From: Bill Polhemus <bpolhem(--nospam--at)swbell.net>
Date: Sun, 04 Jun 2000 08:30:51 -0500
Desmond, the biggest problem you'll find in trying to practice in the States (which I think is what you're asking) is that many if
not most of the state licensing boards may not recognize an engineering degree from outside the U.S. or Canada. It's a point of
legality more than anything else.
Most foreign nationals that I know who've come to this country to work, go to grad school. The graduate schools will typically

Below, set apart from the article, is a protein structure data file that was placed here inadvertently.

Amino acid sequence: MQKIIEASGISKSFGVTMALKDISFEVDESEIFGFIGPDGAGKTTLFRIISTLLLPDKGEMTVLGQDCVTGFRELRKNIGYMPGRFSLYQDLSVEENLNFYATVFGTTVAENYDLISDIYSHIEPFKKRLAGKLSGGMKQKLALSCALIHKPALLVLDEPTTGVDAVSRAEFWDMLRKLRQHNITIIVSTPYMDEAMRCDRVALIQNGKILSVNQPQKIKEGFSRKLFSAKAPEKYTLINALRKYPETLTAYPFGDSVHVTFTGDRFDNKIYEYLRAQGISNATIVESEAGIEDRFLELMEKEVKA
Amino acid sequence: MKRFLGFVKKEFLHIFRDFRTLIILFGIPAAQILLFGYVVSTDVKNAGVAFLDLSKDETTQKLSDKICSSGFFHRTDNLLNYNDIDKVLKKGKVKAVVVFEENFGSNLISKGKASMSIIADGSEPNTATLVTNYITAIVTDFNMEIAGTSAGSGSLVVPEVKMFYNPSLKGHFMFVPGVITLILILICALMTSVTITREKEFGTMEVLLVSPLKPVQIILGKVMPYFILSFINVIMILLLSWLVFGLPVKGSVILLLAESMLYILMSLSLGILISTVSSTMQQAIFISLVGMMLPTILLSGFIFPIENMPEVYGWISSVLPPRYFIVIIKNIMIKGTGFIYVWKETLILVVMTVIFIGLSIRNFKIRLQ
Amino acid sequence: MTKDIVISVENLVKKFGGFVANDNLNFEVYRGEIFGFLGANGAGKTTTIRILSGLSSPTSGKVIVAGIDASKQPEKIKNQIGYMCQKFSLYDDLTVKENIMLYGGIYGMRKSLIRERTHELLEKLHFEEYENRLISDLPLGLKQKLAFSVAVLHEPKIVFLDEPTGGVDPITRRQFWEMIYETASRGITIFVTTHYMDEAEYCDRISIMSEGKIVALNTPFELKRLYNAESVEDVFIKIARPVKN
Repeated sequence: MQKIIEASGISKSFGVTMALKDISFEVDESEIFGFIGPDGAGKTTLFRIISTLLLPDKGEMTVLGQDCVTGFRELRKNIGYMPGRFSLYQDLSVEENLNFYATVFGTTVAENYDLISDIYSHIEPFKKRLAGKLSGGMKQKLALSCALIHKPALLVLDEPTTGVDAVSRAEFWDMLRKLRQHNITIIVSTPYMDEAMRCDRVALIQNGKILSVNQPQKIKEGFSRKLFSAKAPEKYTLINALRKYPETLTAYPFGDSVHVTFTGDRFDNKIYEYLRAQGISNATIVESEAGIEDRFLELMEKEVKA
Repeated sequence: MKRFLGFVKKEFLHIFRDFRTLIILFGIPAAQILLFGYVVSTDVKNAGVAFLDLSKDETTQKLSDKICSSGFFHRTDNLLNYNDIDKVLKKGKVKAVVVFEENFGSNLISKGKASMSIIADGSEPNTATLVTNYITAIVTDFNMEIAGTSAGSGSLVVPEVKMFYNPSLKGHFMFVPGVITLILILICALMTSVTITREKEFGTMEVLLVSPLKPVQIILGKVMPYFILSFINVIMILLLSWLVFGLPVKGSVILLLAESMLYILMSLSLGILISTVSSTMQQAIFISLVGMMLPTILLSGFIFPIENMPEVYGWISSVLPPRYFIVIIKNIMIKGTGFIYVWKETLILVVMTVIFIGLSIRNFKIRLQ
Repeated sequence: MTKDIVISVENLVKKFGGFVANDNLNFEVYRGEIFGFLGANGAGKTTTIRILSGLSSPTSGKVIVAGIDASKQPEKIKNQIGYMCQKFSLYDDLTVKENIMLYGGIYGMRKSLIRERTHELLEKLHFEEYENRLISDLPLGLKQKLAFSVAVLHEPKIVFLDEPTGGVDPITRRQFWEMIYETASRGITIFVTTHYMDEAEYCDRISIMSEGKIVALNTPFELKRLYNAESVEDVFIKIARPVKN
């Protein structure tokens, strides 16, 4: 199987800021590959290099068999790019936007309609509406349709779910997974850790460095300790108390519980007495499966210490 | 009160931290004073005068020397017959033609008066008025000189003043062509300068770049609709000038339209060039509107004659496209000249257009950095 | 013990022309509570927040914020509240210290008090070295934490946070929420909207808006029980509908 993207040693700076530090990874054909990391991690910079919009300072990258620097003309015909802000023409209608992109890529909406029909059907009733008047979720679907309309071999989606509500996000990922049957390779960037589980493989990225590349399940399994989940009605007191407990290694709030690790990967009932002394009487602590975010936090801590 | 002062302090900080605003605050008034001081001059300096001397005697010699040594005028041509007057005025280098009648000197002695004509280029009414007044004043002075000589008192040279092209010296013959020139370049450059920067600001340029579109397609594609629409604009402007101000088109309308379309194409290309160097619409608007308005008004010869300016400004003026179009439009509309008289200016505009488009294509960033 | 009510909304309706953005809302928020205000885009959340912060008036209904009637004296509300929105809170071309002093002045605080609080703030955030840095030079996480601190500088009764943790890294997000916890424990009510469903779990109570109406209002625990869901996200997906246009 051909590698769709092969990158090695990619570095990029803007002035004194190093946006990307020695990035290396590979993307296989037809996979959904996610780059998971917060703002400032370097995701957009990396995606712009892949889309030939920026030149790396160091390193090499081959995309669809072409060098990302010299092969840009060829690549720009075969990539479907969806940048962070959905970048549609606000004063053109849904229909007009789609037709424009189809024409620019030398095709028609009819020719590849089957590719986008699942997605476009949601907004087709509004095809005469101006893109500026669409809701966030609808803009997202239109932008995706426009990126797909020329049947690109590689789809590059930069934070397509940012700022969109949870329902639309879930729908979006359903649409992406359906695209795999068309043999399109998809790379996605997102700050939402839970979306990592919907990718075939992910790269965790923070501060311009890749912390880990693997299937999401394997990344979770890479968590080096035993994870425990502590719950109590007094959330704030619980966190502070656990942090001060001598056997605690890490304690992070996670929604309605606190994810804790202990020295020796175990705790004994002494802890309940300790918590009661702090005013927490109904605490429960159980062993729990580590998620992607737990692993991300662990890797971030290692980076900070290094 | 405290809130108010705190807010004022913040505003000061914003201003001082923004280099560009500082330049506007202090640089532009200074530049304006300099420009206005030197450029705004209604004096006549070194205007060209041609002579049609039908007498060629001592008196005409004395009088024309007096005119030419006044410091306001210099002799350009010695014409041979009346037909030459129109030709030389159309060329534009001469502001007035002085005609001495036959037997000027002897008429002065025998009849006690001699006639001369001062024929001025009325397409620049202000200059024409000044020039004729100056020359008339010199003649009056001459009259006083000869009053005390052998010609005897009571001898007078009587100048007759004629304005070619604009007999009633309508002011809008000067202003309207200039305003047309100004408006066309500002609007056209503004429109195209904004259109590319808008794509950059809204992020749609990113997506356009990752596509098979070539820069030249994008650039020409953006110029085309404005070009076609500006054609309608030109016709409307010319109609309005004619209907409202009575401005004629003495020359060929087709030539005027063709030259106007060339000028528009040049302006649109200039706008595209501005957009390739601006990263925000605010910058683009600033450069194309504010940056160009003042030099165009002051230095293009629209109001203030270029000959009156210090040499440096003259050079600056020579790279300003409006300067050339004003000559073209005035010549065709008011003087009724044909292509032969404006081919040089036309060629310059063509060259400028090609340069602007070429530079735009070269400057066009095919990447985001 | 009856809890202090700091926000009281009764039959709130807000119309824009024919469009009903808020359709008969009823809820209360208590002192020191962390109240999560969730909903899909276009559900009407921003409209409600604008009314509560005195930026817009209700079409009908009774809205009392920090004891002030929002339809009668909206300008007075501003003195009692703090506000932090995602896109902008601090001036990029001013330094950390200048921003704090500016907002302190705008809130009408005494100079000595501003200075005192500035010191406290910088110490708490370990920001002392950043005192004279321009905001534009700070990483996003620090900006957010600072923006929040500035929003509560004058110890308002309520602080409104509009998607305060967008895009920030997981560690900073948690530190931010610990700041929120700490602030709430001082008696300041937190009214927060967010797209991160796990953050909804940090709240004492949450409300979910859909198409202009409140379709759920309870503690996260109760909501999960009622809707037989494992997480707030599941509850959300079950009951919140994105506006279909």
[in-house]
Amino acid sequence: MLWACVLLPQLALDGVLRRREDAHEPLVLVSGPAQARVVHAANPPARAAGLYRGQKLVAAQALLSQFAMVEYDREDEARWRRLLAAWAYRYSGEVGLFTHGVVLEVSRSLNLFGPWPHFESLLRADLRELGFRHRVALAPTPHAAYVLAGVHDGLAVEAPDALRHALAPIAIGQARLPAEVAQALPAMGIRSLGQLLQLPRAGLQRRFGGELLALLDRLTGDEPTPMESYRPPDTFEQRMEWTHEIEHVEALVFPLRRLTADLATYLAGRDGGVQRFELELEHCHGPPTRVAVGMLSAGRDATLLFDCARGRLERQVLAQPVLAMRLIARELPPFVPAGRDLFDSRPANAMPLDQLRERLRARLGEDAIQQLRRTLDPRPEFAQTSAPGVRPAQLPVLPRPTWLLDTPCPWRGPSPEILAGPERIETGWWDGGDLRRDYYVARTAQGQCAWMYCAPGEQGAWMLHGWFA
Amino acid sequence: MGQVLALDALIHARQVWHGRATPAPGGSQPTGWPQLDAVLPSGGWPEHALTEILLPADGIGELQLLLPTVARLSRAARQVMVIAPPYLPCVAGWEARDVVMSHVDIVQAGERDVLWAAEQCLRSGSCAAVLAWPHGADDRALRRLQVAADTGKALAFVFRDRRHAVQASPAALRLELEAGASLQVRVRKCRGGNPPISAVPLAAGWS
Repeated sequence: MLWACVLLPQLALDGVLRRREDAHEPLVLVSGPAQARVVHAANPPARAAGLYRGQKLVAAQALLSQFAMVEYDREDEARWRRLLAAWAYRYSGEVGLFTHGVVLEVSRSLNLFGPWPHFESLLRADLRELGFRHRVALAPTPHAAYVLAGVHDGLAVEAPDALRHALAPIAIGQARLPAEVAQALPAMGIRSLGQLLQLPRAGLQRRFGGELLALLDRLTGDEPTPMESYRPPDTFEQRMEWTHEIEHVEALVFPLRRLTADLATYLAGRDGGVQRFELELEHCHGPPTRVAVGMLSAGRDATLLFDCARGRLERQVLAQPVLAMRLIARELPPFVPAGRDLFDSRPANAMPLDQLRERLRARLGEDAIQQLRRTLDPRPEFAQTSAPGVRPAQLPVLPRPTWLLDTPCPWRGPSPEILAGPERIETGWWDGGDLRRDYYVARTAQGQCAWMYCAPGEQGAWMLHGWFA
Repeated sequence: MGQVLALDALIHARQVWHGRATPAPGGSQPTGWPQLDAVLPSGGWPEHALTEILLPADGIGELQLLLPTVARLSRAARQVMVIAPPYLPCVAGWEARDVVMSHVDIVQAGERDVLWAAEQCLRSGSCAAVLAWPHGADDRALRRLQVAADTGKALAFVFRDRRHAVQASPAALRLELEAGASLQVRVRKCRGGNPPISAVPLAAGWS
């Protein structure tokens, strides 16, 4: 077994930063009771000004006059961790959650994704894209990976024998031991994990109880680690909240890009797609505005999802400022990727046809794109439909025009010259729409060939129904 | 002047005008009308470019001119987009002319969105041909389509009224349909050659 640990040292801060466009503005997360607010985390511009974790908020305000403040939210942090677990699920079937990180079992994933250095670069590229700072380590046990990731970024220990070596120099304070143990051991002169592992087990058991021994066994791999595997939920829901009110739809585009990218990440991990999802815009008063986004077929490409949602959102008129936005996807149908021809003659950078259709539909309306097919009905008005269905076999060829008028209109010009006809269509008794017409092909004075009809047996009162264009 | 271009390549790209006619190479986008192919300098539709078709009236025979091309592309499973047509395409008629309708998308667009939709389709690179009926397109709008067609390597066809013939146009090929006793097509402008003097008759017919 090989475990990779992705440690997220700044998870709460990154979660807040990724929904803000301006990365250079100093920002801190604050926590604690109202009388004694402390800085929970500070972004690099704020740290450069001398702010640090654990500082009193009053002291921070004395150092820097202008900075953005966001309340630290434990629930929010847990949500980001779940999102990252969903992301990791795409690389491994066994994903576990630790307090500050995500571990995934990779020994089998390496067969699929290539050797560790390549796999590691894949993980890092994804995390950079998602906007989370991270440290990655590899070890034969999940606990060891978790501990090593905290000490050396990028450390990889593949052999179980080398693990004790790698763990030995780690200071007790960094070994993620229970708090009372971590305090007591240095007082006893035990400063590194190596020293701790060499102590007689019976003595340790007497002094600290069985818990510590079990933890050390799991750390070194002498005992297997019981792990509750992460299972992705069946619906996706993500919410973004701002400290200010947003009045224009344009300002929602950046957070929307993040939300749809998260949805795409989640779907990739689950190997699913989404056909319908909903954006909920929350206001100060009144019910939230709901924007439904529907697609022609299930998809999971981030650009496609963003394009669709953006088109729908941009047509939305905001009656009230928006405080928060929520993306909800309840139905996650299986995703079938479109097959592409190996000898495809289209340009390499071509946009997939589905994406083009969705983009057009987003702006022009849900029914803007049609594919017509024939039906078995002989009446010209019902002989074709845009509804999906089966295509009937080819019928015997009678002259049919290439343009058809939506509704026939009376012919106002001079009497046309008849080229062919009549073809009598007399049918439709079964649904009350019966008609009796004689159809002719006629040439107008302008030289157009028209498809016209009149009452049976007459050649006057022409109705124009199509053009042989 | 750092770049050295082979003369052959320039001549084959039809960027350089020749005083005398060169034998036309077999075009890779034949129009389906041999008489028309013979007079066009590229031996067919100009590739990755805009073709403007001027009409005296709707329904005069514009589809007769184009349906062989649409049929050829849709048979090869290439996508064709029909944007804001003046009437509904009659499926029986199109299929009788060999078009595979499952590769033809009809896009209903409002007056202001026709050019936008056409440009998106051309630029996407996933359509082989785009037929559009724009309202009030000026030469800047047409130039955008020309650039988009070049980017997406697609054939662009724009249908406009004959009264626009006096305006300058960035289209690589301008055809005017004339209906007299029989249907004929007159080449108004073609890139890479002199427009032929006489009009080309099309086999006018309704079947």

recognize foreign degrees as prerequisites for admission. With a U.S. graduate school degree, you can get licensed here in the
As I understand it, most other nations outside the U.S., Canada and Europe, don't worry about licensing/registering engineers. A
degree is all you need. In fact one friend of mine from Colombia told me that he was able to go straight from college into private
practice, without even requiring a period of experience.
This is a major difference that you need to be aware of.
DESMOND POMPEY wrote:
> 1. I am a structural engineer with a diploma in structural Engineering from
> a recognised university in the caribbean (UTECH).